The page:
Risks of third-trimester amniocentesis are considered minimal; however, only case series have been reported. We performed a case-control study in which women undergoing third-trimester amniocentesis were matched with controls undergoing antenatal testing for similar indications to determine adverse outcomes associated with the procedure. Cases undergoing amniocentesis at > 32 weeks for fetal lung maturity assessment followed by antepartum testing with nonstress test and amniotic fluid index determination were matched with controls undergoing only antepartum testing based on gestational age at testing and maternal age. The main outcome variable was a composite occurrence of obstetric complications within 48 hours of testing, including urgent delivery, placental abruption, premature rupture of membranes (PROM), perinatal death, or Apgar score at 5 minutes < 7. Statistical analysis included Fisher's exact test and Student t-test, with p < 0.05 considered significant. A total of 167 matched pairs of patients fulfilled the study criteria. Indications for both amniocentesis and antepartum testing, which included diabetes, preterm labor, and cholestasis, were similar in the two groups. As expected, gestational age at sampling/testing (36.4 ± 1.4 [mean ± standard deviation] versus 36.6 ± 1.7 weeks; p=0.2) and maternal age (31.4 ± 5.8 versus 31.5 ± 6.3 years; p = 0.9) were not different between cases and controls. The rate of the main outcome variable within 48 hours of testing was 0 of 167 among cases and 1 of 167 among controls. Amniocentesis in the third trimester is not associated with increased risk of urgent delivery, placental abruption, PROM, Apgar score at 5 minutes < 7, or perinatal death within 48 hours of the procedure.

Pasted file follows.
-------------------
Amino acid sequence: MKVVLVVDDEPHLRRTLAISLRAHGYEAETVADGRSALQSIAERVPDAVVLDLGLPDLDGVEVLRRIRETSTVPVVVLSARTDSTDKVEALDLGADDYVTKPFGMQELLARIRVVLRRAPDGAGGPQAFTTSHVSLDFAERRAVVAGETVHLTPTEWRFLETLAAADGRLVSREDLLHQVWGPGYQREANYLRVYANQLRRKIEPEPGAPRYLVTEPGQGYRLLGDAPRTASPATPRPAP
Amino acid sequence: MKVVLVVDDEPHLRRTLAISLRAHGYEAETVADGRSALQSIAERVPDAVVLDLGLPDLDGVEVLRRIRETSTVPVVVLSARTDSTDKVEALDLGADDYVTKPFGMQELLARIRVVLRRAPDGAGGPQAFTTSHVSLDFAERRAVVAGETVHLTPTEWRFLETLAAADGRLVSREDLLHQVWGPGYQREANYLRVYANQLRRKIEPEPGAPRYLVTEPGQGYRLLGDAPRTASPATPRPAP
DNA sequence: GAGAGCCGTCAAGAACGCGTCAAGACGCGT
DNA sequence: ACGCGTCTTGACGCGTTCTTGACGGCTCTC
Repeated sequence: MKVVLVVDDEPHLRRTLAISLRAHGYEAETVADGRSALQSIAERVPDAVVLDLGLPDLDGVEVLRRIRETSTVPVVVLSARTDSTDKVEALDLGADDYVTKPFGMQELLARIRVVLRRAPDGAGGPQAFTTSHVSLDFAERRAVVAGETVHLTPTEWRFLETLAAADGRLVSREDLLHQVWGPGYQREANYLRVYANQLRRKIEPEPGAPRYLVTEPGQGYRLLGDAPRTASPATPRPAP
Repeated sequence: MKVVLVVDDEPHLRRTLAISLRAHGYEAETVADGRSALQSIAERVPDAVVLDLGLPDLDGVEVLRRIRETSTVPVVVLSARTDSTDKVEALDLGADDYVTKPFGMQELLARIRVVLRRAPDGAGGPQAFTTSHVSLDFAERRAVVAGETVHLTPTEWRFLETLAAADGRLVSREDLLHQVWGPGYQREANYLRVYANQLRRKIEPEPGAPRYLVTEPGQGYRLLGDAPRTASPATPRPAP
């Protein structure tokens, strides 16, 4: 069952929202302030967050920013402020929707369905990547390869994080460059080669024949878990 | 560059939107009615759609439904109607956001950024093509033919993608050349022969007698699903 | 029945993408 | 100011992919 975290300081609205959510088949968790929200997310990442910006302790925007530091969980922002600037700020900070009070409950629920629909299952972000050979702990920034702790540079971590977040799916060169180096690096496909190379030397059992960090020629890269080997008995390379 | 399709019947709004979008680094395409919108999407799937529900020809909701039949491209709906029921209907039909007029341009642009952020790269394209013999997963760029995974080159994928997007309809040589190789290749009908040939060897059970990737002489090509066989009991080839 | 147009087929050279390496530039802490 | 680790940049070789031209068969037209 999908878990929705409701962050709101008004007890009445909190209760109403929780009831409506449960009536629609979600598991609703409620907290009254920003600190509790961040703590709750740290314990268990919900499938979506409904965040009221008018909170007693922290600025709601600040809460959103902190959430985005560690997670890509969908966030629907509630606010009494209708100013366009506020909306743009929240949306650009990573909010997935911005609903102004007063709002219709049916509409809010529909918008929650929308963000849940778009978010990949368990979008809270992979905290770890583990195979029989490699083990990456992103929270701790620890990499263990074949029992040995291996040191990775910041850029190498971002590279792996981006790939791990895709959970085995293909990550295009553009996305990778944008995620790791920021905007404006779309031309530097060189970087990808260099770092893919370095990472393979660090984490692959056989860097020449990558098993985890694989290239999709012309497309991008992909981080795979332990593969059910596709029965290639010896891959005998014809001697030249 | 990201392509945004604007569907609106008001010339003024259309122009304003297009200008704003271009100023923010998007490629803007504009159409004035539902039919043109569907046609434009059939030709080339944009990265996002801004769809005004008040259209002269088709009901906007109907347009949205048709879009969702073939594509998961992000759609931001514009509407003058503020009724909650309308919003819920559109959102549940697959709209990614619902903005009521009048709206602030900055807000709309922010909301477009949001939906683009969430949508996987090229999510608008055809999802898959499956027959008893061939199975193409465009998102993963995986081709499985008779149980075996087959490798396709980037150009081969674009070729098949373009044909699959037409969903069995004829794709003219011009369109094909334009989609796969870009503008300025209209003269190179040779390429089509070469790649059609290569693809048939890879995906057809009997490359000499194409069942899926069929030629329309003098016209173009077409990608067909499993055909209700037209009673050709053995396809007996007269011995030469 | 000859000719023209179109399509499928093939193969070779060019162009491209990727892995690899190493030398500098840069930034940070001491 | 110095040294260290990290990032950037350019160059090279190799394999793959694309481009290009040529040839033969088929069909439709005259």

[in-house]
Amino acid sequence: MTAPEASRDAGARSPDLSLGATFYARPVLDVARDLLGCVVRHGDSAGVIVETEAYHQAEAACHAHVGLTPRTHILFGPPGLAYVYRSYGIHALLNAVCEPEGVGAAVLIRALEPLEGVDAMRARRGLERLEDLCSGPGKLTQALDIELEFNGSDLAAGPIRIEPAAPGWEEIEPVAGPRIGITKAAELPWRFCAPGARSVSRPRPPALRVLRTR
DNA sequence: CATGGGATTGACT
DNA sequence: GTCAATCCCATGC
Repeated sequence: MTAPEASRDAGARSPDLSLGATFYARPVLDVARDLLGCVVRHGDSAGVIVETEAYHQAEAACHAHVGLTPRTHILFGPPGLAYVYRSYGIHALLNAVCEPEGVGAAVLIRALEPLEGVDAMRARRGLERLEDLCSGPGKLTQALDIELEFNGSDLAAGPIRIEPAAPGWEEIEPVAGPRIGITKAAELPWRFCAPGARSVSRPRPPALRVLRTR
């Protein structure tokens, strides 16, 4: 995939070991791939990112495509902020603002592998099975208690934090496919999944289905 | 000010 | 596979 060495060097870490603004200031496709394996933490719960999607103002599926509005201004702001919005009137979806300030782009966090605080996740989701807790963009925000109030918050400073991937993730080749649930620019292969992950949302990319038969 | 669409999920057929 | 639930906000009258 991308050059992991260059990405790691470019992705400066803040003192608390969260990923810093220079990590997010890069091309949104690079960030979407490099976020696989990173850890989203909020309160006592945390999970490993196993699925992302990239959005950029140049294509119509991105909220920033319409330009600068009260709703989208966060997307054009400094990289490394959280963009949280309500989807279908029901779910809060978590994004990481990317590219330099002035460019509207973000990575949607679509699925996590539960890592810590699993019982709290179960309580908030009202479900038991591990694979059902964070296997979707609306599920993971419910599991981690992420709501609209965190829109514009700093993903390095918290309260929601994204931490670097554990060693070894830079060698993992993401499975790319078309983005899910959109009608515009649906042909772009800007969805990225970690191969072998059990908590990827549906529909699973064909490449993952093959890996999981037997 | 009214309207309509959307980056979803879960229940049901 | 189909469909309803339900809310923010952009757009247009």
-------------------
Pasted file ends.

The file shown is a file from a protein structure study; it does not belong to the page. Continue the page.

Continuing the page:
- Pregnancy complications
- Pregnancy third trimester
ASJC Scopus subject areas
- Pediatrics, Perinatology, and Child Health
- Obstetrics and Gynecology